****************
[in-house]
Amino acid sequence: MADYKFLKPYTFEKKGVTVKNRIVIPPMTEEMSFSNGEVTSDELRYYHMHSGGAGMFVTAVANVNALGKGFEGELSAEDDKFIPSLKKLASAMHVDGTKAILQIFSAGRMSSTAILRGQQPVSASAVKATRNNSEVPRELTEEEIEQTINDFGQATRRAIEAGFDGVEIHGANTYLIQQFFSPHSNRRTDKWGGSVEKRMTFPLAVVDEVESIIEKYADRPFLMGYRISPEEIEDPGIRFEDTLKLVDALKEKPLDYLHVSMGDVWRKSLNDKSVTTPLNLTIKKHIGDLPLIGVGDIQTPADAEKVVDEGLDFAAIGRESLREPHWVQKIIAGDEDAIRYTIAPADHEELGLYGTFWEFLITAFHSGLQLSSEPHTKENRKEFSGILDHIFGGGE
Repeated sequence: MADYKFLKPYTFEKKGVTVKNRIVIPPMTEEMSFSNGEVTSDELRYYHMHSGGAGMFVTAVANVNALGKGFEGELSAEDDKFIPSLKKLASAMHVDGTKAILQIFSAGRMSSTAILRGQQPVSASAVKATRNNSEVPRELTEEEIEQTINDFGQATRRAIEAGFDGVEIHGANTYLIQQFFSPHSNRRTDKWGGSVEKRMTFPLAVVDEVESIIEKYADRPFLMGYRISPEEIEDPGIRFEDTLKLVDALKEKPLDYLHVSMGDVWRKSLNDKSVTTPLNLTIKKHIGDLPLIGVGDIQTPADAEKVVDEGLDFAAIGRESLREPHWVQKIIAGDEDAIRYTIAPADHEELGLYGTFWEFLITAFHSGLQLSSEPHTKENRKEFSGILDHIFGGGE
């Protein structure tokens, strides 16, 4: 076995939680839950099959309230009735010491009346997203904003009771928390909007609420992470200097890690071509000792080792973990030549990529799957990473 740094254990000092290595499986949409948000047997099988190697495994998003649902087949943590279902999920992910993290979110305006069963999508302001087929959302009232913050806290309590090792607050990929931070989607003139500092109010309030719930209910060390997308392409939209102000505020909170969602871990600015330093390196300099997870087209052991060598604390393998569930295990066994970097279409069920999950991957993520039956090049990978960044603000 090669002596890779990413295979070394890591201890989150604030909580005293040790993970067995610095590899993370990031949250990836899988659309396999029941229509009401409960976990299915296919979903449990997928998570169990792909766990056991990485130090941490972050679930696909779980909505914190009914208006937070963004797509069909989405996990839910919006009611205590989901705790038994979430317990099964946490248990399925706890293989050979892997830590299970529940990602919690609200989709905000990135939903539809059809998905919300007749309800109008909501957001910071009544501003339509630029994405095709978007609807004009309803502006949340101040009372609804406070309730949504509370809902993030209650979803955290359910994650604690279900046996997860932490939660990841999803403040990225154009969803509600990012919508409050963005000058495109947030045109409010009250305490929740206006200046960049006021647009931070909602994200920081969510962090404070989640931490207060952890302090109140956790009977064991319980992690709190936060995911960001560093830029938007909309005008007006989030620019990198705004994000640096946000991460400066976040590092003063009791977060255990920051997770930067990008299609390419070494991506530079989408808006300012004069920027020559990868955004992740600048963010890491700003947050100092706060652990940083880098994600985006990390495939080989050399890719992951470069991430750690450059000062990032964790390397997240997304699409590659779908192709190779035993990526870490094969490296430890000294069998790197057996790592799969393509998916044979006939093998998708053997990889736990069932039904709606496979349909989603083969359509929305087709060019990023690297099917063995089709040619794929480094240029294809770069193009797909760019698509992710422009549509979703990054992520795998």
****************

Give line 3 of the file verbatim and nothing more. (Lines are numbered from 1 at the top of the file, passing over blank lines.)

Repeated sequence: MADYKFLKPYTFEKKGVTVKNRIVIPPMTEEMSFSNGEVTSDELRYYHMHSGGAGMFVTAVANVNALGKGFEGELSAEDDKFIPSLKKLASAMHVDGTKAILQIFSAGRMSSTAILRGQQPVSASAVKATRNNSEVPRELTEEEIEQTINDFGQATRRAIEAGFDGVEIHGANTYLIQQFFSPHSNRRTDKWGGSVEKRMTFPLAVVDEVESIIEKYADRPFLMGYRISPEEIEDPGIRFEDTLKLVDALKEKPLDYLHVSMGDVWRKSLNDKSVTTPLNLTIKKHIGDLPLIGVGDIQTPADAEKVVDEGLDFAAIGRESLREPHWVQKIIAGDEDAIRYTIAPADHEELGLYGTFWEFLITAFHSGLQLSSEPHTKENRKEFSGILDHIFGGGE